Review: The NY Fed Considers An Economy That Works for All. Daniel Merritt, Gonzaga University, Intern.
Andy Howitt describes why these actions are essential in quantifying the impact of minority business on gross national GDP (if given equal opportunity) to be ‘in the trillions’. Nonetheless, he clarifies that inflation and economic pressure have significantly disparate effects on minorities, serving to keep America’s wealth gap constant.
The gravity of addressing this economic discrimination is further magnified through the experiences of three speakers. Among them was Adina Bio, a black business woman who sought to establish an IHOP in her hometown. Despite having all documents in order, Adina was denied a loan from banks three times before finally receiving enough funding to open her regional branch(and with a push from her non-minority consultant at IHOP nonetheless). Her story highlights the ongoing difficulty that minorities continue to face in financing entrepreneurship. Specialized loans and grants exist to level the playing field, however Adina clarifies that funding into monetary vehicles like CDFIs is significantly disproportionate to the amount of money that aspiring minority business owners require to establish their own namesakes. It’s made clear that the problem won’t be remedied by throwing additional money around in the form of these grants, it must be cut off at the root by addressing the banking system’s systematic discrimination in loan-issuance.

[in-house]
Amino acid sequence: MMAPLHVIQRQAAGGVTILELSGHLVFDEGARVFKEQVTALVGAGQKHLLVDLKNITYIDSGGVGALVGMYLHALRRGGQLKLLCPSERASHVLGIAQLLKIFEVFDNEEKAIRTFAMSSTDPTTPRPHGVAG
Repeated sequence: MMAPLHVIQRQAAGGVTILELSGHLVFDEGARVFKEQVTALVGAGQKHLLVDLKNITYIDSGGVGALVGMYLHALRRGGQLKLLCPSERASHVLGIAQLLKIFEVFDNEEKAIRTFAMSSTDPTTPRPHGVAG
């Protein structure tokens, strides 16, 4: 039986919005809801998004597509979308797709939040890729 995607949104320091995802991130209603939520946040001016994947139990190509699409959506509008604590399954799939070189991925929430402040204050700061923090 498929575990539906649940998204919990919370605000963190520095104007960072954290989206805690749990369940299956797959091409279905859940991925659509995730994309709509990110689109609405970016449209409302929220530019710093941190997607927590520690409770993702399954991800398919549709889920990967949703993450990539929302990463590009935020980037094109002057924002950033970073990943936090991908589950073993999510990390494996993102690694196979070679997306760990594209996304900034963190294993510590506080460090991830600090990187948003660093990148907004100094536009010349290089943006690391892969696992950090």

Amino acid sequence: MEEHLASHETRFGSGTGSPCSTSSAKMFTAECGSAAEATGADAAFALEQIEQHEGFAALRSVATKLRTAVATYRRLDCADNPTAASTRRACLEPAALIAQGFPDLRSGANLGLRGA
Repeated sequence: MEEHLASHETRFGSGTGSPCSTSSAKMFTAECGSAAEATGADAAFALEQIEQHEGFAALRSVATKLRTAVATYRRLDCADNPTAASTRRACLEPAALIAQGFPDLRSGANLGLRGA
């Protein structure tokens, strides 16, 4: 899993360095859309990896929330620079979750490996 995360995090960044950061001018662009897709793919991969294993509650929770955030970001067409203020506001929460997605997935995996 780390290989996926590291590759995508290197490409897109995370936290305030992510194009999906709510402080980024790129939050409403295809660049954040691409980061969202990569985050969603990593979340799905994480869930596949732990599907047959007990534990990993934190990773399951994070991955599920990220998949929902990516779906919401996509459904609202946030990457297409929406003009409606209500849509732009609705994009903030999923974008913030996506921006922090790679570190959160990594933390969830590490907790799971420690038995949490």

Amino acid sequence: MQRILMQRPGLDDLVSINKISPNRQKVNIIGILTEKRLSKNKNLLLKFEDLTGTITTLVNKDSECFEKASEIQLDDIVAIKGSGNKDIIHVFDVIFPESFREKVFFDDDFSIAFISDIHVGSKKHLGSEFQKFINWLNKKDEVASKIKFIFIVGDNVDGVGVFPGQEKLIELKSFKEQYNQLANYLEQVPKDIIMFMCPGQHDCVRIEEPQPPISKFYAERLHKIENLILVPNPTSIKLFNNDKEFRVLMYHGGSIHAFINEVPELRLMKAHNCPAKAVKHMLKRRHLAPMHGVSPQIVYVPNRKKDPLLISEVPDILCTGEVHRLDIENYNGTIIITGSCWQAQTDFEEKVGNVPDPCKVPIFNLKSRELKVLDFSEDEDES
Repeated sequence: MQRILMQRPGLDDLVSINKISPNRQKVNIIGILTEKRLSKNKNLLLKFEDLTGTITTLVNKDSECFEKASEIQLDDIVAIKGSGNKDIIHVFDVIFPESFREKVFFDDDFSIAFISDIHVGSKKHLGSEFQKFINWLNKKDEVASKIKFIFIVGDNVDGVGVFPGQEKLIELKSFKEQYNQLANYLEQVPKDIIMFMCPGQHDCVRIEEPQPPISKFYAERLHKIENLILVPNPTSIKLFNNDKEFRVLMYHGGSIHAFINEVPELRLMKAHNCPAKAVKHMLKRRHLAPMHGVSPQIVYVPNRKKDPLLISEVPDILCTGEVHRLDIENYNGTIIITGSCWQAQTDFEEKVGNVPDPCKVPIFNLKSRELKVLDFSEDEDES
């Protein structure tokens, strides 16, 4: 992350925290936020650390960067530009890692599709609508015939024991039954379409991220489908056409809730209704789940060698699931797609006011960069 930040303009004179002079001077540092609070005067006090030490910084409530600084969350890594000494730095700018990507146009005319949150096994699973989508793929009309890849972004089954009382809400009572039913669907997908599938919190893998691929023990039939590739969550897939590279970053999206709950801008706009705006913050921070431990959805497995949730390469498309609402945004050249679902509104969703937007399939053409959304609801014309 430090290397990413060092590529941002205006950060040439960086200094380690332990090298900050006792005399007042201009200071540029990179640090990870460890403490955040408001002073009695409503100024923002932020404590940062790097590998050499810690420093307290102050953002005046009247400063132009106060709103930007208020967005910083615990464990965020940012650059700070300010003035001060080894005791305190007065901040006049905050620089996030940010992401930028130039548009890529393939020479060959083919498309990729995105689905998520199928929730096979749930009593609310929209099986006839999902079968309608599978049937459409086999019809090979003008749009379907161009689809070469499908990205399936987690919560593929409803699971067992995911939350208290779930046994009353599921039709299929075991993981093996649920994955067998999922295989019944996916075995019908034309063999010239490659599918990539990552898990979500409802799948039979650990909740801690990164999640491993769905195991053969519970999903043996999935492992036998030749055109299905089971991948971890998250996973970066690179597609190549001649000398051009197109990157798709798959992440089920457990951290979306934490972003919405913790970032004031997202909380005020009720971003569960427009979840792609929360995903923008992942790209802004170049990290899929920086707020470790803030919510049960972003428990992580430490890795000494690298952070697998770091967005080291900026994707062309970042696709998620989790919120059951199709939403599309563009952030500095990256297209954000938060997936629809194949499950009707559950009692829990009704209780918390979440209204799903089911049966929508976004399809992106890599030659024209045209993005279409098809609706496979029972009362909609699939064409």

Another highlight of the NY Fed’s conference was the perspective of Derek Blakeney, a high-school student with insights on the digital divide. Derek tells of his experience throughout the Covid pandemic and how internet/broadband access was absolutely essential to his learning. He states that having access to efficient broadband for the first time in the pandemic enabled him to pursue passions unavailable to him prior, ‘connect to opportunity’ and learn at a new pace. His testimony further cements that the predominantly minority regions of the United States without access to the internet are currently unable to pursue their goals with the same speed as the rest of the country. They stay in the past while technology rapidly pushes our economy towards a new normal. The NY Fed acknowledges this and seeks to mobilize these under-privileged communities by working to provide greater access to broadband as a means of establishing racial equity in the workforce.
Though not yet taking material action, the NY Fed has made an informal promise through this event: that future initiatives will be cognizant and respectful of the existing racial wealth gap. While the greater acknowledgement of systematic discrimination is absolutely beneficial in America’s economic discussion, only time will tell if the NY Fed stays true to this undertaking.